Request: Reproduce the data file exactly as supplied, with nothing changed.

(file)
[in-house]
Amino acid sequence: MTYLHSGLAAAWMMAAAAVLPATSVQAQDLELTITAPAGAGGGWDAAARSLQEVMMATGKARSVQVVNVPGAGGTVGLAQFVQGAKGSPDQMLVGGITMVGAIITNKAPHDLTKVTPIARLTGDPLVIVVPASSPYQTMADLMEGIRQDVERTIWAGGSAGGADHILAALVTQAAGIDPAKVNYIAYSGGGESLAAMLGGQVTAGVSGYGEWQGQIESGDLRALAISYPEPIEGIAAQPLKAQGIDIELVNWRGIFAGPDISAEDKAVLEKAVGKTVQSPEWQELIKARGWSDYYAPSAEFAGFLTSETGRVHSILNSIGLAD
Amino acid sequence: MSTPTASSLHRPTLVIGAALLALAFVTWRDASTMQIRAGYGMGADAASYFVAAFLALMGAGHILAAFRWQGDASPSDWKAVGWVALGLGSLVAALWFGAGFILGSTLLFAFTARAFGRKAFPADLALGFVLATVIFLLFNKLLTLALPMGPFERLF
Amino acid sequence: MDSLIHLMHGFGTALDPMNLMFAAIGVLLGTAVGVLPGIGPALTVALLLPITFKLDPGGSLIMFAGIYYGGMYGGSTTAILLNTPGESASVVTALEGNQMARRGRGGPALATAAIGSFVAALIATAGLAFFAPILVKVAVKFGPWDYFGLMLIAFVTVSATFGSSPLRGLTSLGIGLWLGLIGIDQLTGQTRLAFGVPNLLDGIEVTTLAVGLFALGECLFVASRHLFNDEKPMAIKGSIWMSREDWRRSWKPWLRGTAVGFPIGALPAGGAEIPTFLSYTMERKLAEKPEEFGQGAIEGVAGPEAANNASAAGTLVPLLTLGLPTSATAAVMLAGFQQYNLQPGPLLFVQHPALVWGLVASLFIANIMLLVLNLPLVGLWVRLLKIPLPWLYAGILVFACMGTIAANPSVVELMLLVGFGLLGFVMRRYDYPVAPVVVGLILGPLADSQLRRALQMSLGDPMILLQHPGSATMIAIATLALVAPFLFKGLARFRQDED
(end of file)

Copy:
[in-house]
Amino acid sequence: MTYLHSGLAAAWMMAAAAVLPATSVQAQDLELTITAPAGAGGGWDAAARSLQEVMMATGKARSVQVVNVPGAGGTVGLAQFVQGAKGSPDQMLVGGITMVGAIITNKAPHDLTKVTPIARLTGDPLVIVVPASSPYQTMADLMEGIRQDVERTIWAGGSAGGADHILAALVTQAAGIDPAKVNYIAYSGGGESLAAMLGGQVTAGVSGYGEWQGQIESGDLRALAISYPEPIEGIAAQPLKAQGIDIELVNWRGIFAGPDISAEDKAVLEKAVGKTVQSPEWQELIKARGWSDYYAPSAEFAGFLTSETGRVHSILNSIGLAD
Amino acid sequence: MSTPTASSLHRPTLVIGAALLALAFVTWRDASTMQIRAGYGMGADAASYFVAAFLALMGAGHILAAFRWQGDASPSDWKAVGWVALGLGSLVAALWFGAGFILGSTLLFAFTARAFGRKAFPADLALGFVLATVIFLLFNKLLTLALPMGPFERLF
Amino acid sequence: MDSLIHLMHGFGTALDPMNLMFAAIGVLLGTAVGVLPGIGPALTVALLLPITFKLDPGGSLIMFAGIYYGGMYGGSTTAILLNTPGESASVVTALEGNQMARRGRGGPALATAAIGSFVAALIATAGLAFFAPILVKVAVKFGPWDYFGLMLIAFVTVSATFGSSPLRGLTSLGIGLWLGLIGIDQLTGQTRLAFGVPNLLDGIEVTTLAVGLFALGECLFVASRHLFNDEKPMAIKGSIWMSREDWRRSWKPWLRGTAVGFPIGALPAGGAEIPTFLSYTMERKLAEKPEEFGQGAIEGVAGPEAANNASAAGTLVPLLTLGLPTSATAAVMLAGFQQYNLQPGPLLFVQHPALVWGLVASLFIANIMLLVLNLPLVGLWVRLLKIPLPWLYAGILVFACMGTIAANPSVVELMLLVGFGLLGFVMRRYDYPVAPVVVGLILGPLADSQLRRALQMSLGDPMILLQHPGSATMIAIATLALVAPFLFKGLARFRQDED